Current News

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Vermont Business Magazine The ninth annual Vermont Breakfast on the Farm will be held Saturday, Aug. 5 at Sunderland Farm in Bridport, Vermont. The event begins at 8:30 a.m. and ends at 1 p.m., with breakfast seatings every 15 minutes from 8:30-11 a.m. Admission is free, but tickets must be reserved online in advance. Vermont Breakfast on the Farm is held rain or shine.

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Vermont Agency of Agriculture, Food & Markets From July 7-18, 2023, Vermont experienced historic and catastrophic severe weather and flooding. The Vermont Agency of Agriculture, Food & Markets (VAAFM) is requesting information from farms, agricultural businesses, and service and non-profit organizations to understand the overall impact of this natural disaster. The purpose of this survey is to, as accurately as possible, capture the type and scale of the damage agricultural producers suffered throughout the state. Survey data will be used to inform response efforts, effectively allocate resources, and advocate for future relief and recovery programs. 

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Vermont Business Magazine If your home was damaged by Vermont’s recent floods but you can still live in it safely, FEMA may be able to provide up to $300 to help with cleanup. This Clean and Sanitize Assistance is intended to help homeowners and renters quickly address contamination from floodwaters to prevent additional losses and safety concerns.

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Vermont Business Magazine A Disaster Recovery Center will open in Londonderry on July 28 to help Vermont residents affected by the floods kickstart their recovery. The joint DRC, a temporary facility established in partnership between Londonderry, the state of Vermont and FEMA, will help survivors apply for FEMA assistance, upload documents and answer questions in person.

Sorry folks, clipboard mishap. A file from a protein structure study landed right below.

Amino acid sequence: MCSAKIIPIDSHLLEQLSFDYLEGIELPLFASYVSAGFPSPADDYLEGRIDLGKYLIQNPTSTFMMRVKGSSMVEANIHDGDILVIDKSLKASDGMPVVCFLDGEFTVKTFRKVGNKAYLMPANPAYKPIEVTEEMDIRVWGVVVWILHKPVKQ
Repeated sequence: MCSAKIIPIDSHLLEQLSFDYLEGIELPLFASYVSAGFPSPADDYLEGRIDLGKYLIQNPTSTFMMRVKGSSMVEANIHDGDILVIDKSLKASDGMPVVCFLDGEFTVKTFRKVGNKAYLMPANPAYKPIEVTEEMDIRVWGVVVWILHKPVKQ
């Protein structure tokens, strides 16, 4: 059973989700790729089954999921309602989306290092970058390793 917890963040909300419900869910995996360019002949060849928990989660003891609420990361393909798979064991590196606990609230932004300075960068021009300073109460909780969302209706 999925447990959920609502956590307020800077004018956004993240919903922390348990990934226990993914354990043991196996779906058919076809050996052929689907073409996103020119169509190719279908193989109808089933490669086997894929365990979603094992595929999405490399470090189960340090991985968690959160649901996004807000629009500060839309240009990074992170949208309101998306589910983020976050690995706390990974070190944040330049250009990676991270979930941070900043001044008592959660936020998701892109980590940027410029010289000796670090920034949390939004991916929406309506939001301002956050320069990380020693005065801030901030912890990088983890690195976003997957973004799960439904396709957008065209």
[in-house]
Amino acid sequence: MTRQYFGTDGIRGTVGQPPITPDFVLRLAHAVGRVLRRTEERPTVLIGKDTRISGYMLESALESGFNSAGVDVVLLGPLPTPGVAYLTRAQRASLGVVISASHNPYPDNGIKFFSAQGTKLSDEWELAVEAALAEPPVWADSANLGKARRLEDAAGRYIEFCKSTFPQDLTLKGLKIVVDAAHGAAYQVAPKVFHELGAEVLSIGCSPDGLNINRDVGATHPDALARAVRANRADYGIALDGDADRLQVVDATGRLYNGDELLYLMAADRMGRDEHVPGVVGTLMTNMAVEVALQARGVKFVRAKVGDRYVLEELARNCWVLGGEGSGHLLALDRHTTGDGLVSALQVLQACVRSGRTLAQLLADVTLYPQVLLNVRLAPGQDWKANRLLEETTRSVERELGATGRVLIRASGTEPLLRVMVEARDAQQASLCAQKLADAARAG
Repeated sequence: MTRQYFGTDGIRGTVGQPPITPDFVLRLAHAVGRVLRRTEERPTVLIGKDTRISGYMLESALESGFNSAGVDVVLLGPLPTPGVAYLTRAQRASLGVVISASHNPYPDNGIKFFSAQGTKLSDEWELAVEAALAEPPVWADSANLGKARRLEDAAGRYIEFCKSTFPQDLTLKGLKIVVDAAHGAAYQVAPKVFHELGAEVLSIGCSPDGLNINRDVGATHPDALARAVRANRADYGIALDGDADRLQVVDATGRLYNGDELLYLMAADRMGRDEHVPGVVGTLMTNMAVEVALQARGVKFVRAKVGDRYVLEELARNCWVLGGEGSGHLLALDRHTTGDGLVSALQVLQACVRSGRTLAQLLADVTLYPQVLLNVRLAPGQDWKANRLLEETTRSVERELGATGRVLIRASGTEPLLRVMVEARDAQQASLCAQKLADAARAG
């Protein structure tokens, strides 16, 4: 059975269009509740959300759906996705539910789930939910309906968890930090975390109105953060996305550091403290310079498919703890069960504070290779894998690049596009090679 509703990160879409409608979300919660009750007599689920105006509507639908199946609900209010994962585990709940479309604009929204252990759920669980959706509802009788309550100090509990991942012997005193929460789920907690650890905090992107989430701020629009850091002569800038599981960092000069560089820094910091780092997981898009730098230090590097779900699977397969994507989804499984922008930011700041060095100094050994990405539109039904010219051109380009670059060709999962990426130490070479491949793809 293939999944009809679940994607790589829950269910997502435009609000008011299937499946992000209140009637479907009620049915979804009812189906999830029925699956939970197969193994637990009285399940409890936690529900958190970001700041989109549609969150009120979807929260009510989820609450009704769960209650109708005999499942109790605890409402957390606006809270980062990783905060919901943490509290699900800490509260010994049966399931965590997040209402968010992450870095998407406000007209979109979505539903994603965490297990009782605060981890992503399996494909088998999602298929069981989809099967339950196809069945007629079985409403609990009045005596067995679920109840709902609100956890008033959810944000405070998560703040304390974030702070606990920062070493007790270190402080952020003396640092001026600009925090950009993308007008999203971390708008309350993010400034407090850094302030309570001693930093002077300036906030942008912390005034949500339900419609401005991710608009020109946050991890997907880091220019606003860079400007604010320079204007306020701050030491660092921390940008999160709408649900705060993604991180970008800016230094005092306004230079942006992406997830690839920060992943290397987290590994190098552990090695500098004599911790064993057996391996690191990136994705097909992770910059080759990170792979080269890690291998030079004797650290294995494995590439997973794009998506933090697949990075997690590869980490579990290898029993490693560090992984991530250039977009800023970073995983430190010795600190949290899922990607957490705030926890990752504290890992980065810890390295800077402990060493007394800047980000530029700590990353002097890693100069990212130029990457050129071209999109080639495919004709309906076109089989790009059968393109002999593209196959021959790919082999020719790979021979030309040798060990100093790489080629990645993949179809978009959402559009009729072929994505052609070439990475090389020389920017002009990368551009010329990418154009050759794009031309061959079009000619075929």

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Vermont Business Magazine Black adults in the US experience a disproportionate burden of heart disease but are typically underrepresented in cardiovascular disease-related clinical trials, a problem that could compromise their health outcomes. Major barriers to recruitment and participation of Black adults include distrust of the research community and persistent structural racism in medical research processes and systems. A new study at the University of Vermont is exploring whether inviting Black people to help design digital recruitment approaches will better engage Black adults and increase participation in trials. Clinical trials test the efficacy and safety of new medicines and interventions, but because effectiveness and safety may vary in different populations, the lack of diversity in clinical trial enrollment compromises the health care that can be delivered to those who are excluded. 

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Vermont Business Magazine Former media and newspaper executive, Al Getler, has joined Community Heart & Soul as Vice President of Business Development. Created by Lyman Orton, a seventh-generation Vermonter and proprietor of The Vermont Country Store, Community Heart & Soul is premised on the notion that all small cities and towns have a distinct Heart & Soul. Developed and field-tested over a decade in partnership with over 100 small cities and towns across America, Community Heart & Soul is a proven process for engaging a community in shaping its future.